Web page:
One of her first orders of business was to re-evaluate the membership rolls. “When I took over, the Screening Group left something to be desired,” she says. “There were people who were coming to just the 20 big films, and that, to me, was an issue. If you are going to be a voting body, you need to have people see films. That goes to the integrity of who we are and to the choices that we make as a voting body. So the Screening Group had to get cleaned up very quickly, and as I was cleaning up the Screening Group I then started to see what would work.” She began recruiting younger members and sought to cater to their needs: “I was the one that pushed forward expanding the Q&As after we screen a film because the group has so many young filmmakers.”
Schulhof also points to another change she made regarding the way the NBR picks its award winners. For years, there were two classes of NBR members: “The Screening Group were the people who paid dues to keep Films of Review, the arts magazine, current; and then there was a group of people that was called the Exceptional Photoplay Committee, and they were the people who voted on the awards.” In effect, only a small segment of the NBR’s overall membership determined the winners of its awards. “That was part of the heritage of the National Board of Review,” she grants, but she decided that needed to change. So, she says, in 2006 she “disbanded” the Exceptional Photoplay Committee.
Some individuals who have left the group in recent years, however, say that the EPC continued beyond 2006, and even though an alternative approach may eventually have been implemented, they question whether things have really changed. Under the new system, Schulhof says, “The top awards are voted on by everybody in the group” — members fax or email their ballots to Lutz and Carr, an accounting firm she retained when she took office — but “the special awards,” which she declines to identify, are chosen by the Awards Jury, a group of “over 10” people. Schulhof insists that unlike the old Exceptional Photoplay Committee, the Awards Jury is not an entity unto itself, but rather follows the lead of the Screening Group: “The Screening Group puts the awards jury in a place where they are looking for certain special awards. The [Awards Jury] has to be supportive of these films. We can’t go willy-nilly and just start picking films.”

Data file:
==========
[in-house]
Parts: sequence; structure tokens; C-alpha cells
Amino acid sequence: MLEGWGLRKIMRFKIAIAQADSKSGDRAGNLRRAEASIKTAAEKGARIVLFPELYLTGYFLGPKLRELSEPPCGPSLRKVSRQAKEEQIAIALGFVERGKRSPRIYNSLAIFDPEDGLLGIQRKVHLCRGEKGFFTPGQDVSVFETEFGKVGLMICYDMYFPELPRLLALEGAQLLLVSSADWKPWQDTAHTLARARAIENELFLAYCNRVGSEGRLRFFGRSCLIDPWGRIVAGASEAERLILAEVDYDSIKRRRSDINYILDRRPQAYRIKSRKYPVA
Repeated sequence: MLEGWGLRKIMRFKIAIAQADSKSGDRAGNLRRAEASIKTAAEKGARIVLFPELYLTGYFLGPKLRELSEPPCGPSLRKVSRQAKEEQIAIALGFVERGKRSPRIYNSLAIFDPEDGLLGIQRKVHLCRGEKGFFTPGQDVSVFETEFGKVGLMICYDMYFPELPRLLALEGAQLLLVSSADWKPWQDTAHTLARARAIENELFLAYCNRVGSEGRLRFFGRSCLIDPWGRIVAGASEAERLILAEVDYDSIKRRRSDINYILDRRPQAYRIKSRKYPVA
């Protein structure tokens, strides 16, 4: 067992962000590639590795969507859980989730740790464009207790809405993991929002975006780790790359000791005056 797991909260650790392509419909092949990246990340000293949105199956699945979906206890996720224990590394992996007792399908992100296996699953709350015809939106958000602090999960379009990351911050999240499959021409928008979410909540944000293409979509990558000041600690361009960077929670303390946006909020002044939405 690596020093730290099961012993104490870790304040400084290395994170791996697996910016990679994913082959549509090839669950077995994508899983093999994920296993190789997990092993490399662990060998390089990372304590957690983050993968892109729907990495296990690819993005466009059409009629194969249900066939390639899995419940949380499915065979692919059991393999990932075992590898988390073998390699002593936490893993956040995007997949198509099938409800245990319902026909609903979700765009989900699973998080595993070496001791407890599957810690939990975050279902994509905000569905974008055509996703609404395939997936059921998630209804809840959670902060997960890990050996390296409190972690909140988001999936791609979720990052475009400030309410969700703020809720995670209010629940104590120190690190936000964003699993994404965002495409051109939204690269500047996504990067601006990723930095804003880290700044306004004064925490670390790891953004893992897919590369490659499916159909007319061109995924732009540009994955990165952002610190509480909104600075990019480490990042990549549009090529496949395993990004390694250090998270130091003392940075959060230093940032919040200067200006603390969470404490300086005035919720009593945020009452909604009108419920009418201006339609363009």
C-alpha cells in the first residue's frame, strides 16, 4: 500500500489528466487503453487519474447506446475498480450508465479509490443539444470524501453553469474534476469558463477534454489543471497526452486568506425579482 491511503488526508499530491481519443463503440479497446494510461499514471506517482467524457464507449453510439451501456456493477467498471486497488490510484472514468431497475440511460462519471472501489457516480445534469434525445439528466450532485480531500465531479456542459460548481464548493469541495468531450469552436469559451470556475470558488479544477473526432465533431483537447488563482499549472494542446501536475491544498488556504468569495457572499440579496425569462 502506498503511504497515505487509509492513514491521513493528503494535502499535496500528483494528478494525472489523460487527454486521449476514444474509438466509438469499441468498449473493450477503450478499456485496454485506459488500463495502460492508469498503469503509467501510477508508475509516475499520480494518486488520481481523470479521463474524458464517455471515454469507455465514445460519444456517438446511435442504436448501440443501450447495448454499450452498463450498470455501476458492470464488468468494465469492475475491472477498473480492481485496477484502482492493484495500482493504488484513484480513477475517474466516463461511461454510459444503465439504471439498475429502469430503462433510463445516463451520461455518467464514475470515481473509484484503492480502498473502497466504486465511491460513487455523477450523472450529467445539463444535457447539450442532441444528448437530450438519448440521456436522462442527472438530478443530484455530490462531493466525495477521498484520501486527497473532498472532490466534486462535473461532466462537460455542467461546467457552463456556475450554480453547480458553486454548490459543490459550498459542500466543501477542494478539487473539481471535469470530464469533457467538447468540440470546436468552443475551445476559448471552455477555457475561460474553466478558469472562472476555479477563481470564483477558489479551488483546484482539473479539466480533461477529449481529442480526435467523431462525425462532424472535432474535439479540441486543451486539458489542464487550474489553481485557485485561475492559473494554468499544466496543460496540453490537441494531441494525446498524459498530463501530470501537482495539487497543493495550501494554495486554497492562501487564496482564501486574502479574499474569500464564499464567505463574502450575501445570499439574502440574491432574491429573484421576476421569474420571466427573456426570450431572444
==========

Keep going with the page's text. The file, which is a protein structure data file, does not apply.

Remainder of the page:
But despite Schulhof’s reassurances, there are industry insiders who still doubt that every member’s vote counts evenly toward the major awards, and some believe it picks its winners on the basis of considerations other than merit.
Critics of the NBR have alleged that the films of certain distributors — with whom friends of Schulhof are associated — have received preferential treatment from the group. For example, according to these individuals, Schulhof’s personal friendship with David Fenkel, a marketing/distribution vet who co-founded A24, has led to that company’s particularly strong performance with the NBR, including 2014 wins by A Most Violent Year for best film, best actor and best supporting actress prizes (the Academy subsequently snubbed the film entirely) and accolades for virtually every other film on the A24 slate, as well, including Obvious Child, Locke and Under the Skin. (This year A24 received prizes for Room stars Larson and Jacob Tremblay as best actress and best breakthrough actor, respectively.) “That insults the films and the filmmakers,” Schulhof counters. “We don’t look at A24, Warner Bros. or Paramount. We are given a film slate from each particular studio or distributor. If there are some years that some studios have a stronger film slate, so be it.”
Others suggest that the NBR deliberately spreads its awards around to a wide cross-section of films so that it can sell expensive tables at its awards ceremony to as many distributors as possible. “That is far from true,” Schulhof responds. “You’ll see this year that there are certain studios that are not represented at all.”
Some have further suggested that certain NBR Awards are given only after assurances are received that big-name talent will attend the ceremony to present or receive them. And they also say that the quality of “table giveaways” that a distributor promises to deliver — the tchotchkes distributed on each table at the awards ceremony — are a consideration in determining the awards. Schulhof dismisses the first charge as unfounded. “You can look,” she says. “Last year Fury [which was awarded best ensemble] had some great actors in it and none of the actors came. It was accepted by John Lesher, who was the producer of the film.” And she laughs at the second claim as absurd.
While fending off such criticism, Schulhof and her family have also come under attack from James Janowsky, who served as the NBR’s creative director from 2005 through 2012 — when he resigned after winning the lottery. Since his resignation, he has railed against the organization generally and Schulhof in particular, frequently posting ad hominem rants about her and the organization on his social media platforms. Janowsky has claimed that NBR members refuse to confront Schulhof because “they know she will build a BS case against them and they will lose their membership.” Another NBR insider backs up that charge, noting that virtually all of the NBR’s staff left or was forced to leave between 2006 and 2012.
Schulhof dismisses Janowski’s claim. She adds, “Sadly, there are people who have worked for the NBR who have not left under the best of circumstances and, as a result, harbor a grudge, whereas the NBR does not.”